Stamford had quite a few one-room schoolhouses, and we have photos of several of them.
The Bicentennial Commemorative Publication “Stamford Past & Present, 1641–1976” has a chapter by Marie Updegraff about early education in Connecticut and Stamford in particular, titled Education Spelled Freedom. Below are excerpts referring to one-room schoolhouses in Stamford. It's worthwhile reading the entire chapter!
“In October, 1685, the town voted to heat the school: “The town appoint ye schoolhouse to be fitted with a stone chimney and all other ways comfortably fitted for use of ye school.” In what other ways it was “comfortably fitted” are not known and somewhat difficult to imagine. At any rate, five years later the town decided it needed a larger school, and the little building was sold to Stephen Bishop for twenty shillings and sixpence
“On April 2, 1798, the eighty-one property owners in Stamford's First School District were invited to a meeting to discuss building a new school. John Davenport, Justice of the Peace, served as “moderator.” Those present voted a tax of four cents on the dollar on the 1797 property list in the First District to construct a school- house “a little westerly from the spot where the former schoolhouse stood.” What happened to the former schoolhouse—which First District children probably attended during the Revolution—is not known. Perhaps it burned down. It was located in the vicinity of the original one-room schoolhouse.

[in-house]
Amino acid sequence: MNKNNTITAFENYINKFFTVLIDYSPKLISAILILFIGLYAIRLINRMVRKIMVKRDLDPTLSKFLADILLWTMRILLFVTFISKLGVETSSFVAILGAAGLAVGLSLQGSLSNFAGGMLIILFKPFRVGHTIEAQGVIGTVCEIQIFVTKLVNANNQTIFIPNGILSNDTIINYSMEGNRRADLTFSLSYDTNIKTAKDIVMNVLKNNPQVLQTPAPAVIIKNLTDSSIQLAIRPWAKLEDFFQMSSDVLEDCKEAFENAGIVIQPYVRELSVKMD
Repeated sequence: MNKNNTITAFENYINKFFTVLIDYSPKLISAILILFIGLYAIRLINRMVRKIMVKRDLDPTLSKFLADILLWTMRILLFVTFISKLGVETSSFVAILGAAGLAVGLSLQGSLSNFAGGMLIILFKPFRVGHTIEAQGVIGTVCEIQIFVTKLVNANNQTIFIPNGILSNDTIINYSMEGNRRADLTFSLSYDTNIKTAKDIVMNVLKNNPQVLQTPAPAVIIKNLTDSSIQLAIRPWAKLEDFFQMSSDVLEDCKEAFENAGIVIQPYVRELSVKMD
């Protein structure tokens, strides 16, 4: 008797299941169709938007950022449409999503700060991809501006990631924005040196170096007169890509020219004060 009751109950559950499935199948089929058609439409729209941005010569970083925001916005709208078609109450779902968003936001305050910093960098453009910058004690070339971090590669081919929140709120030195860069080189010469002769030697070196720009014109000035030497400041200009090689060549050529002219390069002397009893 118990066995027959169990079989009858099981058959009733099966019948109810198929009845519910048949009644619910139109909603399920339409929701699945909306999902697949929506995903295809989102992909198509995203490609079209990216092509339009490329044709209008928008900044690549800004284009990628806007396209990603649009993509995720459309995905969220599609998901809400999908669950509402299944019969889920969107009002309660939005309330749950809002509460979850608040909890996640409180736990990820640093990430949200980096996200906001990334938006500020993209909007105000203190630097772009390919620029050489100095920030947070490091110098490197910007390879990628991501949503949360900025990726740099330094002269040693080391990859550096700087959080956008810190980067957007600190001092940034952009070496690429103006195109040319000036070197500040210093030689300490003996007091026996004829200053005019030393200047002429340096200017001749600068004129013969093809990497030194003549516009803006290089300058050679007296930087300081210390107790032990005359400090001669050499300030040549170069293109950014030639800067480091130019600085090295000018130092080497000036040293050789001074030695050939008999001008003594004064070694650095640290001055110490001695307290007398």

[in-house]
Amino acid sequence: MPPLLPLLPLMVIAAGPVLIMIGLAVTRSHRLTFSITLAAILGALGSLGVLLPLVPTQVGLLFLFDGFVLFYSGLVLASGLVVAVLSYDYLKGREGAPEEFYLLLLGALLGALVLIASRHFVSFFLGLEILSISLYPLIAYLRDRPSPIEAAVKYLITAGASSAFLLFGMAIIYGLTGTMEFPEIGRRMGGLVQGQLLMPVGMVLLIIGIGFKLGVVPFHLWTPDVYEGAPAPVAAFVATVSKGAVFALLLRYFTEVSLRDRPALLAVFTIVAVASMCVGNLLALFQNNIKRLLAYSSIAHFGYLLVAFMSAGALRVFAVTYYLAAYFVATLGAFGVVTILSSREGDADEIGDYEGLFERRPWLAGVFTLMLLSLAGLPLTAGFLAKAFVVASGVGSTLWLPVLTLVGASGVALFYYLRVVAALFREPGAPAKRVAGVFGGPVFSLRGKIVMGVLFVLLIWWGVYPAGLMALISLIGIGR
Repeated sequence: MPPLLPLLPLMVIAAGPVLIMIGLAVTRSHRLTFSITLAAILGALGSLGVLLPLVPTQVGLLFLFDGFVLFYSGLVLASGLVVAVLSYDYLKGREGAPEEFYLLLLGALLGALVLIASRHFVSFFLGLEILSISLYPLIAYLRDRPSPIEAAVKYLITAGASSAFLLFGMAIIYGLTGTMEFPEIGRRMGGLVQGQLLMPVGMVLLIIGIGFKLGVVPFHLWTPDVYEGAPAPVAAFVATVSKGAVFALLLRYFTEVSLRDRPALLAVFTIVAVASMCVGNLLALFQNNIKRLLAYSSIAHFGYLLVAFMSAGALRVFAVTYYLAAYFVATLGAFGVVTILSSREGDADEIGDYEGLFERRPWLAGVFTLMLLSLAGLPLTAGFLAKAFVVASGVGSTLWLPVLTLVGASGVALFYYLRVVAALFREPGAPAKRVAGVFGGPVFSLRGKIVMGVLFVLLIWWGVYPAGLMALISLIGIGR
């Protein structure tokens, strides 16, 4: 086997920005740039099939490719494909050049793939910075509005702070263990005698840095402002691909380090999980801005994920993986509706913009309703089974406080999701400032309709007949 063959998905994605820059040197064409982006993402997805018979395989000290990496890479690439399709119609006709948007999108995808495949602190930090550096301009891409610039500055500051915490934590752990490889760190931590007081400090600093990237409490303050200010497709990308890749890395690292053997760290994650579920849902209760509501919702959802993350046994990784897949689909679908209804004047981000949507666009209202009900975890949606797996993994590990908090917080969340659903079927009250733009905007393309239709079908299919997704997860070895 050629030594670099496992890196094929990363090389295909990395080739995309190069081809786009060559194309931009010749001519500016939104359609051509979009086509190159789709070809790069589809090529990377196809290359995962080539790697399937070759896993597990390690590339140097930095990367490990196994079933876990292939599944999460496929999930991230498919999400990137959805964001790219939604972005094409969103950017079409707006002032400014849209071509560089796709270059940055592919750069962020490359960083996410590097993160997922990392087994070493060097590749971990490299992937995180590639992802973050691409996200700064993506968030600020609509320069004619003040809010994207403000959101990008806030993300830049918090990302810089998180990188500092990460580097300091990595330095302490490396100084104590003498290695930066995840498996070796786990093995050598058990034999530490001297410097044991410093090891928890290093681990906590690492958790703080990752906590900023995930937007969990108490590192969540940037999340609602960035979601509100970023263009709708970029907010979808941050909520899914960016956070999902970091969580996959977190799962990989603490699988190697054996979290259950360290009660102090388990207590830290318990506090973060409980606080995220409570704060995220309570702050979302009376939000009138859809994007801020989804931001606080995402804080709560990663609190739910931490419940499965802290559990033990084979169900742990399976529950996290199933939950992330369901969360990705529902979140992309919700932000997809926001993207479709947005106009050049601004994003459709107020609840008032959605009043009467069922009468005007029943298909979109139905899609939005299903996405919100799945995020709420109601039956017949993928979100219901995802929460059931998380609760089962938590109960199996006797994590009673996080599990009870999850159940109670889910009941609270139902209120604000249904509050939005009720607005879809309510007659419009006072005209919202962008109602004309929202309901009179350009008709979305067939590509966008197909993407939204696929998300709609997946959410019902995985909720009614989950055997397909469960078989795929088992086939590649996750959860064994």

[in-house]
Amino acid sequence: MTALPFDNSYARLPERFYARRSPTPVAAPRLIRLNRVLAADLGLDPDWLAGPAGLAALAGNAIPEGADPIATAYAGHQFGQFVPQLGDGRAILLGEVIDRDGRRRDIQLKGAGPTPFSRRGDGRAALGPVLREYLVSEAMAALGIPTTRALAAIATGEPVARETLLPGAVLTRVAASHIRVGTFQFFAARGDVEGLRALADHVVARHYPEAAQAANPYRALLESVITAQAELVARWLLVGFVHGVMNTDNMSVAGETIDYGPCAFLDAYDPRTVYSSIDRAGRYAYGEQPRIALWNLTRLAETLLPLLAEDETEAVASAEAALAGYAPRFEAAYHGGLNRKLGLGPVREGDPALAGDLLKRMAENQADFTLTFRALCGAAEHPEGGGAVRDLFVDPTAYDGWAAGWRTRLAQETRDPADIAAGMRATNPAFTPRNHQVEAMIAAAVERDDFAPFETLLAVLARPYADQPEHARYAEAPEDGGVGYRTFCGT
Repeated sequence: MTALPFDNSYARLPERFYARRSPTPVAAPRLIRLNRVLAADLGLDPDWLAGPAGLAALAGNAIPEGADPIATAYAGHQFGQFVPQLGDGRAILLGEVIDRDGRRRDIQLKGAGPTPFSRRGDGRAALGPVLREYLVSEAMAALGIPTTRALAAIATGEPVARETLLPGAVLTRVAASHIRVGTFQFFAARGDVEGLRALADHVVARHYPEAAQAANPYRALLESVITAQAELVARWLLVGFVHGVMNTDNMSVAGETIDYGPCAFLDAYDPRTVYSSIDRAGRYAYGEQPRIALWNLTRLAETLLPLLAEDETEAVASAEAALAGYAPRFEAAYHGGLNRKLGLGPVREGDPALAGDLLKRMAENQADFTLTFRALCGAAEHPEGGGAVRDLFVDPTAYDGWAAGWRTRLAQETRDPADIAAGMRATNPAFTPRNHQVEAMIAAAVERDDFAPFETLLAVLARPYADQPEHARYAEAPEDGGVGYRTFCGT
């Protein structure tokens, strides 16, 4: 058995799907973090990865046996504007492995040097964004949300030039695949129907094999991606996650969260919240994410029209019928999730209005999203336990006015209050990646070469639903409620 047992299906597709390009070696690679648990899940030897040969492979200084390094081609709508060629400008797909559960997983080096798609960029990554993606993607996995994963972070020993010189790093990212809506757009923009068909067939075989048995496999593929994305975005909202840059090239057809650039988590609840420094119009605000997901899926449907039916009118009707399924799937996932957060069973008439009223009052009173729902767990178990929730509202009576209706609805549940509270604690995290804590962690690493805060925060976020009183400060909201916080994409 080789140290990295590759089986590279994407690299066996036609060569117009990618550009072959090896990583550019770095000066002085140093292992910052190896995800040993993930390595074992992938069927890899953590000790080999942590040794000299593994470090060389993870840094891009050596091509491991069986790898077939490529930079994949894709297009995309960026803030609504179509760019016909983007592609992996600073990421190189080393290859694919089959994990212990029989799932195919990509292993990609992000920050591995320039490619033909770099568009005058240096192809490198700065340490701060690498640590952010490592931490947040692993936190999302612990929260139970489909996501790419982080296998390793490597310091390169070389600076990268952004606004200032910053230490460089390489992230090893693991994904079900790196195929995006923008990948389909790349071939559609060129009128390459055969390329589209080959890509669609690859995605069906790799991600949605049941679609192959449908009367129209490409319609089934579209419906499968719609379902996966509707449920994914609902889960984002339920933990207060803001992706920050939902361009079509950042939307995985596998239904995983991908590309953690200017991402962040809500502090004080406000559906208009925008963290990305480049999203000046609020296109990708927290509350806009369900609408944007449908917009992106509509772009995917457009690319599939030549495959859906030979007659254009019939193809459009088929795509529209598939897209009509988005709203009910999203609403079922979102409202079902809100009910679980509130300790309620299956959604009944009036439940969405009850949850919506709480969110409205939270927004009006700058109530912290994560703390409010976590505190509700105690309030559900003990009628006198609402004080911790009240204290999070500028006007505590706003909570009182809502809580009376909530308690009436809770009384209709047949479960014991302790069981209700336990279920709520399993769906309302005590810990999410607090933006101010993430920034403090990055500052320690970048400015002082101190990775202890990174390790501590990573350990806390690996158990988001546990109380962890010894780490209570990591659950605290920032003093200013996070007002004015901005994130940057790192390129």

“By 1802, Stamford had seven school districts: the First; West of the (Mill) River; Smith's (northwestern section bordering the Stanwich line); Roxbury; Hoyt's (northern High Ridge section); Simsbury (southern High Ridge section); and Holmes (Glenbrook-Noroton section).
“By 1870, Stamford had fourteen schools and, in addition, shared five school districts with neighboring communities. The Stamford schools included the graded Centre School; the Green School (in the Meadow Street-Canal Street section since wiped out by the Connecticut Turnpike); West Stamford (Richmond Hill section); Bangall; Roxbury; Simsbury; Cove; Turn of River; Scofieldtown; North Stamford; High Ridge; Hunting Ridge; Long Ridge, and Farms (on Riverbank Road). The joint districts were Hope Street, Holmes, New Canaan, Banksville and Stanwich.
“Eight of the sturdy little one-room schoolhouses in the northern part of Stamford remain today, but they probably would not be recognized as such. One-room Roxbury School, masquerading as a real estate office, stands on its original wedge of hill at Roxbury and Long Ridge roads. Scofieldtown School is the dining room and kitchen of a home at 263 Brookdale Road, where it was moved from nearby Scofieldtown Road.
“Farms School stayed in place at 942 Riverbank Road near Farms Road and became the living room of a home. Hunting Ridge School was sold at public auction in 1945 and moved to 42 Dannell Drive, where it serves as two bedrooms and the living room of a house. Turn of River School was moved in the 1920's a few hundred yards south to 69 Turn of River Road and made into a two-bedroom house with kitchen, bath, and combination living-dining room.
“The North Stamford School was moved across Cascade Road to become the Guild House of the North Stamford Congregational Church. High Ridge School forms the center section of McLaughlin Hall next to the Ridges Methodist Church on High Ridge Road. After the pupils of the High Ridge, North Stamford, Roxbury and Turn of River one-room schools were transferred in 1914 to the new Martha Hoyt School on High Ridge Road, the city donated the little High Ridge School to the Methodist Church. Last of the one-room schools to close was Bangall, at Roxbury and Westover roads. School kept there until June, 1949. The only one of the small structures still used as a school, it holds the Sunday School rooms of the attached Friends' Meeting House.”